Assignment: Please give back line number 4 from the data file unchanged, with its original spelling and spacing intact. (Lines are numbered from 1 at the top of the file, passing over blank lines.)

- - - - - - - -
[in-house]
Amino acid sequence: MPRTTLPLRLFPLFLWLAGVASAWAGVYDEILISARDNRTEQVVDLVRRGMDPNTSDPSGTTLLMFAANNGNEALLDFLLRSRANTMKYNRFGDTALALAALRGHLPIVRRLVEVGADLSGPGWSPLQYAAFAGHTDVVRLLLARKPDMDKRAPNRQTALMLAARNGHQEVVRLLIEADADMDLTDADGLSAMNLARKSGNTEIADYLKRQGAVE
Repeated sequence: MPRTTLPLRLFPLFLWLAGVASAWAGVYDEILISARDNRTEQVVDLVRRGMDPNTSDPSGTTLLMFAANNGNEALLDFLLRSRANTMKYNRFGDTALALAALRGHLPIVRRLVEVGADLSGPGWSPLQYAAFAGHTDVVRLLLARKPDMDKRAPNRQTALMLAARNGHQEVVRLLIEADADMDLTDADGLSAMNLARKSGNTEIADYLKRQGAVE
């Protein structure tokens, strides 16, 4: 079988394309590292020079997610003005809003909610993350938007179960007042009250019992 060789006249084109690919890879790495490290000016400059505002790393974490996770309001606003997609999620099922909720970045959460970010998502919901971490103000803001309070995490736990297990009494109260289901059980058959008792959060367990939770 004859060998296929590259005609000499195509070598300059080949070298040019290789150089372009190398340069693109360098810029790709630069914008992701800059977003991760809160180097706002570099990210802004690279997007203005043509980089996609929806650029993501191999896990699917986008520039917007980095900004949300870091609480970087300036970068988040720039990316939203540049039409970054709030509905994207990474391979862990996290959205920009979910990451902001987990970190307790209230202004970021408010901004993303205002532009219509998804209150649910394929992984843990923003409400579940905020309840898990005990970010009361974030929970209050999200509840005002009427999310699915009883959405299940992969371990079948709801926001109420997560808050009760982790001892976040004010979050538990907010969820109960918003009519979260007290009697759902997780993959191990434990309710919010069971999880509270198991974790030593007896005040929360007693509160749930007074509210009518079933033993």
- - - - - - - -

């Protein structure tokens, strides 16, 4: 079988394309590292020079997610003005809003909610993350938007179960007042009250019992 060789006249084109690919890879790495490290000016400059505002790393974490996770309001606003997609999620099922909720970045959460970010998502919901971490103000803001309070995490736990297990009494109260289901059980058959008792959060367990939770 004859060998296929590259005609000499195509070598300059080949070298040019290789150089372009190398340069693109360098810029790709630069914008992701800059977003991760809160180097706002570099990210802004690279997007203005043509980089996609929806650029993501191999896990699917986008520039917007980095900004949300870091609480970087300036970068988040720039990316939203540049039409970054709030509905994207990474391979862990996290959205920009979910990451902001987990970190307790209230202004970021408010901004993303205002532009219509998804209150649910394929992984843990923003409400579940905020309840898990005990970010009361974030929970209050999200509840005002009427999310699915009883959405299940992969371990079948709801926001109420997560808050009760982790001892976040004010979050538990907010969820109960918003009519979260007290009697759902997780993959191990434990309710919010069971999880509270198991974790030593007896005040929360007693509160749930007074509210009518079933033993």